In order to better understand the role and drivers of consumer trust in peer platform markets, the OECD’s Committee on Consumer Policy conducted an online survey of 10,000 consumers across 10 OECD member countries. This report discusses the findings of that survey.
From 6-10 November 2017, this global campaign will alert parents and other stakeholders about the dangers posed to children by television, furniture and appliance tip-overs. It aims to alert parents on the need to secure furniture to a wall or other structure if it is prone to tip, and call on furniture and TVs suppliers to ensure that the products they sell are safe and fit for the purpose.
OECD work on consumer product safety is aimed at strengthening information sharing on safety issues across borders.
Over the past decade, behavioural insights have helped make consumer policies more evidence-based and effective. This report examines how behavioural insights have been used by governments and other public policy organisations to develop and implement consumer policy initiatives, primarily through the use of experiments and surveys. It also identifies challenges to applying behavioural insights to consumer policy.
In June 2016 the OECD carried out a global awareness campaign on window covering cord safety. The initiative aimed at informing consumers about persistent, hidden and severe dangers associated with corded window coverings and encouraging preventative action in homes, including vacation homes or holiday dwellings where young children live or visit.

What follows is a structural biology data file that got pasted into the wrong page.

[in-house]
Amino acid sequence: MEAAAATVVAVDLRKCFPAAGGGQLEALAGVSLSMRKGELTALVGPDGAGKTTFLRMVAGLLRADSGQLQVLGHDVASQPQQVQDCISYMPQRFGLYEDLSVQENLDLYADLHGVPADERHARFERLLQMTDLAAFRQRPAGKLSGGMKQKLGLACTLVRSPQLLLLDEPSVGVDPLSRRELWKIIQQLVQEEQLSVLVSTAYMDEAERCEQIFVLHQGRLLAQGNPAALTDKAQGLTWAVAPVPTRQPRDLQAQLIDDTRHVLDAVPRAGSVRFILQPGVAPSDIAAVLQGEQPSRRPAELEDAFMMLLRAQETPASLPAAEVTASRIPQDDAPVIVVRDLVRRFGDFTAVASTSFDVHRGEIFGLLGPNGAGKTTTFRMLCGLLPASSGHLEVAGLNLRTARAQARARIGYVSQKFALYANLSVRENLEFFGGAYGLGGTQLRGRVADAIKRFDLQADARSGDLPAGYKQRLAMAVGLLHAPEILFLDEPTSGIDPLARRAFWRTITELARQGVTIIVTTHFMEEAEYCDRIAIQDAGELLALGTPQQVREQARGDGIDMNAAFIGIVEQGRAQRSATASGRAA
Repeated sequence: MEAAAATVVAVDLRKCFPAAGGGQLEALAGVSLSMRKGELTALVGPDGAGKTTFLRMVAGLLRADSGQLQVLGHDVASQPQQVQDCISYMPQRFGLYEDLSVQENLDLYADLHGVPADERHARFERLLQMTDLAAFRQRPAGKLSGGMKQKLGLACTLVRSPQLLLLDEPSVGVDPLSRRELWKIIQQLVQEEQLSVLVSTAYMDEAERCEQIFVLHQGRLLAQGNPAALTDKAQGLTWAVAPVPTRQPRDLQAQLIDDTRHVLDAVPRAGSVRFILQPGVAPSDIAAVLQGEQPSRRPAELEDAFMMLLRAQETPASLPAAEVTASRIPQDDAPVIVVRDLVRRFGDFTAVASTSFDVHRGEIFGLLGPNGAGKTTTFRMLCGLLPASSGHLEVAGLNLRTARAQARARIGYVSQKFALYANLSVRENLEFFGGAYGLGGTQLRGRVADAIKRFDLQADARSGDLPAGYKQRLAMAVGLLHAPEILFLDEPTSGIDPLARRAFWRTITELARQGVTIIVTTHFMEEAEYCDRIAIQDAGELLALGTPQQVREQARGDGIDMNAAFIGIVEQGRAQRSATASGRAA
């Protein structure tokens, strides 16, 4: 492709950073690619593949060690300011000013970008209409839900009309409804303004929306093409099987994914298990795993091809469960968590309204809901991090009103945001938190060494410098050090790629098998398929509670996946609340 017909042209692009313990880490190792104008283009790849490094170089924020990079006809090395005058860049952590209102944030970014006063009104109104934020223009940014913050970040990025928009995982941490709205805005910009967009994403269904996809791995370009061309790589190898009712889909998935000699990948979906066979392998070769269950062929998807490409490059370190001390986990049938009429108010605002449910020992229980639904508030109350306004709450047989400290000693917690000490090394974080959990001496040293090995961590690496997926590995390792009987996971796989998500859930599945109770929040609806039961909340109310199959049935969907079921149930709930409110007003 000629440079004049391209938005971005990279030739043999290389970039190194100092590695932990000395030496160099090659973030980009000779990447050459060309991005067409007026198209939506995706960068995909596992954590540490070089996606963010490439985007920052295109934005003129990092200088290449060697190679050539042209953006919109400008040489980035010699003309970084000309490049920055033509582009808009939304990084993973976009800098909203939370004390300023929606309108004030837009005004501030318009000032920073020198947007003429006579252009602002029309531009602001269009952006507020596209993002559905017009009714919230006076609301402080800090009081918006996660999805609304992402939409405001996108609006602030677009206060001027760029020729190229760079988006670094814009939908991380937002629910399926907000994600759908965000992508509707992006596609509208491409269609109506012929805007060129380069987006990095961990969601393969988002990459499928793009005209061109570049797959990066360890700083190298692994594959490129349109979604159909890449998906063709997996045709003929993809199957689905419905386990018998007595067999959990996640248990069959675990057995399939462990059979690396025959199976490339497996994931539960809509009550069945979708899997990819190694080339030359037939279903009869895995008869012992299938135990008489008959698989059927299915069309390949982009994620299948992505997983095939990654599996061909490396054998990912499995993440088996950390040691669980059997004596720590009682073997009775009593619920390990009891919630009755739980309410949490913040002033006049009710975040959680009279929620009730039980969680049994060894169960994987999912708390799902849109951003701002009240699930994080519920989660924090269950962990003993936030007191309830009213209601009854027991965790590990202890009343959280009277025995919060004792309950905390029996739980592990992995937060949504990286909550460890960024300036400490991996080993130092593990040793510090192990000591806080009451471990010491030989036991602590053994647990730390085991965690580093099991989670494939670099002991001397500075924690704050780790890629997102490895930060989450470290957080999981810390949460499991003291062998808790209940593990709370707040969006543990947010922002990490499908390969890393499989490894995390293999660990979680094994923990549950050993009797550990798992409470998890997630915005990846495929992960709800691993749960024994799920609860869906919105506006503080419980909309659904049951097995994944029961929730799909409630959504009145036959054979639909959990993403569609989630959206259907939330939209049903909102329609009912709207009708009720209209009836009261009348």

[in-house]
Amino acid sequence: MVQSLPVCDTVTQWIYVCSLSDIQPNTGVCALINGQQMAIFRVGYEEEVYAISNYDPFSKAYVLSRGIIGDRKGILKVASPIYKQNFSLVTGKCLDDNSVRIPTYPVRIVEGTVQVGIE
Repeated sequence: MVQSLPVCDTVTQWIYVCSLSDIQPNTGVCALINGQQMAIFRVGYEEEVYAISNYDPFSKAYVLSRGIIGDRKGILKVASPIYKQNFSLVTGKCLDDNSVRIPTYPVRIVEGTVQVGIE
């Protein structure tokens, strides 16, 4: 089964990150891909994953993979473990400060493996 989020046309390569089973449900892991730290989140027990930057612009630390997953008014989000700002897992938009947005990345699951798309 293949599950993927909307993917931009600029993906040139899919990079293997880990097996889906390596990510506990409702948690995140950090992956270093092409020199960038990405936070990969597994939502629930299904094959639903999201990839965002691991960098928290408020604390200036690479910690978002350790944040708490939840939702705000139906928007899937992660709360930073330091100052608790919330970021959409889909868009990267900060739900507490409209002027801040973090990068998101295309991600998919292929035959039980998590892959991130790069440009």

As a general principle, consumer laws should be considered to apply to the basic offer of services to peers by peer platforms. It can be difficult, however, to apply existing laws to business models that blur the boundaries between consumers and businesses. What is the best approach to provide effective consumer protection while encouraging innovation? This report provides context for considering this and related questions.
An OECD international awareness campaign was carried out on laundry detergent capsules and packets in March 2015. The initiative was aimed at raising awareness worldwide of the risks posed by these products, which can be attractive to children and can pose serious dangers if not handled and stored safely.
It is important that consumers, including children, understand their rights and obligations when acquiring and using digital products. They also need to be informed about how their personal data may be collected and used, with whom it may be shared and why, and the type of redress that may be obtained when problems arise.
Many devices using small batteries have battery compartments that are easy to open and most people do not know there are safety concerns. Consumers worldwide need to be aware of the serious injuries that small batteries shaped like coins and buttons can cause when swallowed by children.
This guidance addresses a number of key issues in the emerging mobile and online payment area, including the need to establish minimum levels of consumer protection across payment mechanisms, enhanced privacy and child protection, and standards for transparent and accessible information disclosures.